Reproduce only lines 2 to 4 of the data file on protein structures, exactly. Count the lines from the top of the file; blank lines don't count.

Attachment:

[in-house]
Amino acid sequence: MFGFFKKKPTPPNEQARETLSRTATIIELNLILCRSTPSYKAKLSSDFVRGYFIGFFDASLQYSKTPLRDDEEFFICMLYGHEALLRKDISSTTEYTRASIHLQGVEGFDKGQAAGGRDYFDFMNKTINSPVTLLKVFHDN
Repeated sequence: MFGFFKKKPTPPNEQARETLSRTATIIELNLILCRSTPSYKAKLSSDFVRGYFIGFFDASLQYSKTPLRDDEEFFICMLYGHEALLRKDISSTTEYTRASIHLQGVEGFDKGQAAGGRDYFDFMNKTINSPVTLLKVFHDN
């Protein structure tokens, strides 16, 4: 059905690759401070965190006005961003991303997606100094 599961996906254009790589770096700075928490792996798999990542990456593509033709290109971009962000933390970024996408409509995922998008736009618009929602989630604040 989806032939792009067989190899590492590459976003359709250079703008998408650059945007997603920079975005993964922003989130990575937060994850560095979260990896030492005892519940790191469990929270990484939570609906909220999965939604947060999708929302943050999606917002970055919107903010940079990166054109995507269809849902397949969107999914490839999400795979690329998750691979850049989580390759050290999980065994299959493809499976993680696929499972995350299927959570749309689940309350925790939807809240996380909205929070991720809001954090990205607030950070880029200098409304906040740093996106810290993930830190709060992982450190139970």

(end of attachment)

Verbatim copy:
Amino acid sequence: MFGFFKKKPTPPNEQARETLSRTATIIELNLILCRSTPSYKAKLSSDFVRGYFIGFFDASLQYSKTPLRDDEEFFICMLYGHEALLRKDISSTTEYTRASIHLQGVEGFDKGQAAGGRDYFDFMNKTINSPVTLLKVFHDN
Repeated sequence: MFGFFKKKPTPPNEQARETLSRTATIIELNLILCRSTPSYKAKLSSDFVRGYFIGFFDASLQYSKTPLRDDEEFFICMLYGHEALLRKDISSTTEYTRASIHLQGVEGFDKGQAAGGRDYFDFMNKTINSPVTLLKVFHDN
């Protein structure tokens, strides 16, 4: 059905690759401070965190006005961003991303997606100094 599961996906254009790589770096700075928490792996798999990542990456593509033709290109971009962000933390970024996408409509995922998008736009618009929602989630604040 989806032939792009067989190899590492590459976003359709250079703008998408650059945007997603920079975005993964922003989130990575937060994850560095979260990896030492005892519940790191469990929270990484939570609906909220999965939604947060999708929302943050999606917002970055919107903010940079990166054109995507269809849902397949969107999914490839999400795979690329998750691979850049989580390759050290999980065994299959493809499976993680696929499972995350299927959570749309689940309350925790939807809240996380909205929070991720809001954090990205607030950070880029200098409304906040740093996106810290993930830190709060992982450190139970």